Paterson undergoes 2nd eye surgery

May 23, 2008 8:27:02 PM PDT
New York Governor David Paterson is home resting with family after undergoing his second eye surgery this week after being diagnosed with glaucoma. The governor's office says he underwent an an iridotomy on his right eye at Mt. Sinai Medical Center at approximately 10:15 a.m. Friday.

This is the same routine, outpatient laser procedure he had earlier in the week to relieve acute glaucoma in his left eye.

Paterson says he is looking forward to spending the Memorial Day weekend with his family.

Earlier this week the governor, who is blind in his left eye and has only limited vision in his right, learned he had acute angle-closure glaucoma in his left eye after admitting himself to a hospital in the morning with a severe headache. He underwent an iridotomy, an outpatient laser procedure to relieve pressure on that eye, his office said in a statement.

More Information on Paterson's Glaucoma Diagnosis:

Unlike the chronic form of glaucoma most prevalent in the U.S., angle-closure glaucoma is an agonizing condition that occurs when the passageway that normally allows fluid to drain freely from the eye suddenly becomes completely blocked.

The blockage leads to an immediate buildup in pressure within the eye - and to pain so severe that some people compare it to childbirth or passing a kidney stone.

"It's a real emergency event. It's like, 'Oh my God, I can't bear this intense pain,"' said Dr. Gregory Harmon, a Manhattan ophthalmologist and chairman of the Glaucoma Foundation.

The best treatment is a laser iridotomy, which creates a microscopic hole in the iris that lets fluid drain. The procedure takes only a few minutes, is relatively risk-free, and usually clears up the problem instantly, said Harmon, who was not involved in Paterson's care.

Aside from the pain, the buildup in pressure can also damage a person's optic nerve and cause blindness. That concern is secondary for the legally blind governor, who lost most of his sight after an infection as an infant.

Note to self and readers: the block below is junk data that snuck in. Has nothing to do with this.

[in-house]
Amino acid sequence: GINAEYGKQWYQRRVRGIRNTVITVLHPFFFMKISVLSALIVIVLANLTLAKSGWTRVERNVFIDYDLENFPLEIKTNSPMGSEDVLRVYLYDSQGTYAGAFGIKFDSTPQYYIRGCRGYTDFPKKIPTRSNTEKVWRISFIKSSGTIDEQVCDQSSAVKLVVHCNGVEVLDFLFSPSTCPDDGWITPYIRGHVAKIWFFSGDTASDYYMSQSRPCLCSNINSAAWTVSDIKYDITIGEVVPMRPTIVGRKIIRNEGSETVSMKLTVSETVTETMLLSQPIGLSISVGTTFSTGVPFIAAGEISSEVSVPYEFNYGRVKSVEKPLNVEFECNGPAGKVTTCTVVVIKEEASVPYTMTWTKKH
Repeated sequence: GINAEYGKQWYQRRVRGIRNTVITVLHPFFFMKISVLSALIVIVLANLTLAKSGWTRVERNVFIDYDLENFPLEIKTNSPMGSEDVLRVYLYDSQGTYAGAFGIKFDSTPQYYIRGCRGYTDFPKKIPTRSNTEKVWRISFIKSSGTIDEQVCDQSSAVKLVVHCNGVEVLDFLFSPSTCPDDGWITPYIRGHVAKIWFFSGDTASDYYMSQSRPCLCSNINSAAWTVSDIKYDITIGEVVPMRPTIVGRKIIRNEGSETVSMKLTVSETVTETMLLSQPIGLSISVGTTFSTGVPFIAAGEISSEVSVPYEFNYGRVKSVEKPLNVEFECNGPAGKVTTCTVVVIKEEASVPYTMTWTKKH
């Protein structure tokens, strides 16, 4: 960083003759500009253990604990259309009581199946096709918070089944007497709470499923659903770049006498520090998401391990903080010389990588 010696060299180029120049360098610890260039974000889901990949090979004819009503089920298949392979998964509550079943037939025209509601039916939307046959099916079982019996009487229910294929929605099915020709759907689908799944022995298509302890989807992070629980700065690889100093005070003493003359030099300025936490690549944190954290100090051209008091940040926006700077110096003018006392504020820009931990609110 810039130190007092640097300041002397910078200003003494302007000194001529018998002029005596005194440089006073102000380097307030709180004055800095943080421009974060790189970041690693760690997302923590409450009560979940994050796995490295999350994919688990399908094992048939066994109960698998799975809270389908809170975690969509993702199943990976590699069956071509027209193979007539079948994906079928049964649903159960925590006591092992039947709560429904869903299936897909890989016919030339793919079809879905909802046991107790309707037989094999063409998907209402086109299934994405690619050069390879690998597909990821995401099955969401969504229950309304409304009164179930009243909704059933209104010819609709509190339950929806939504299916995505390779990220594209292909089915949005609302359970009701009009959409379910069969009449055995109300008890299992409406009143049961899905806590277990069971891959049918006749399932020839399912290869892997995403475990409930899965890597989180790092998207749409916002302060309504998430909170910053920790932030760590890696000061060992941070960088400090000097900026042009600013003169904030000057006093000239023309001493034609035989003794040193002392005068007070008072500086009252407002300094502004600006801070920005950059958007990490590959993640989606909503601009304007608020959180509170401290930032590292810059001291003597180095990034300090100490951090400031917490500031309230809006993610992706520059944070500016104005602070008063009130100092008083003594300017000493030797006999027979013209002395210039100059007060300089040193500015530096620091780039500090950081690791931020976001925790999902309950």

Today Paterson is to underwent iridotomy on his right eye - the one he still has some vision in - in a few days. That's a common step taken to prevent the problem from recurring.

Paterson, 54, can see shapes and usually recognizes people as they approach. He can read for just a few minutes at a time, with the text held close to his face; usually his aides read to him. At a bill signing last week, Paterson put his nose to the bill to figure out where to sign.

The Democrat was sworn in March 17, days after former Gov. Eliot Spitzer resigned amid a prostitution scandal. He had served as Spitzer's lieutenant governor for 14 months. When he succeeded Spitzer, New York was left without a second-in-command; voters won't pick a new lieutenant governor until the next gubernatorial election in 2010.

People generally suffer acute glaucoma because of an anatomical quirk - the passageway to the drain in the front portion of their eye is too narrow.

Sometimes, the condition isn't a problem, but an attack can be brought on suddenly when a person's pupil dilates, either due to low light, medication or stress. The dilation can further constrict the narrow passage.

Dr. Andrew Prince, a Manhattan glaucoma specialist who hasn't treated the governor, said lasers have revolutionized treatment for the condition. Previously, surgeons would have needed to slice open Paterson's cornea to get to his iris, a procedure associated with hemorrhaging and infection that can lead to blindness.

"Now with the advent of lasers, the complication rate of laser iridotomy is quite minimal," Prince said. "It's probably one of the safest surgical procedures that we perform on the eye."

About 3 million Americans have glaucoma, and about half of them don't know it, according to the American Academy of Ophthalmology.

Only about 10 percent of those cases are acute glaucoma. The other 90 percent have open-angle glaucoma, which develops gradually, often with symptoms developing in late stages of the disease.

With open-angle glaucoma, the drains that allow fluid to leave the eye are open but aren't functioning well. Pressure builds up over time, rather than suddenly, so the condition often isn't painful, but it can still lead to damage of the optic nerve if left untreated.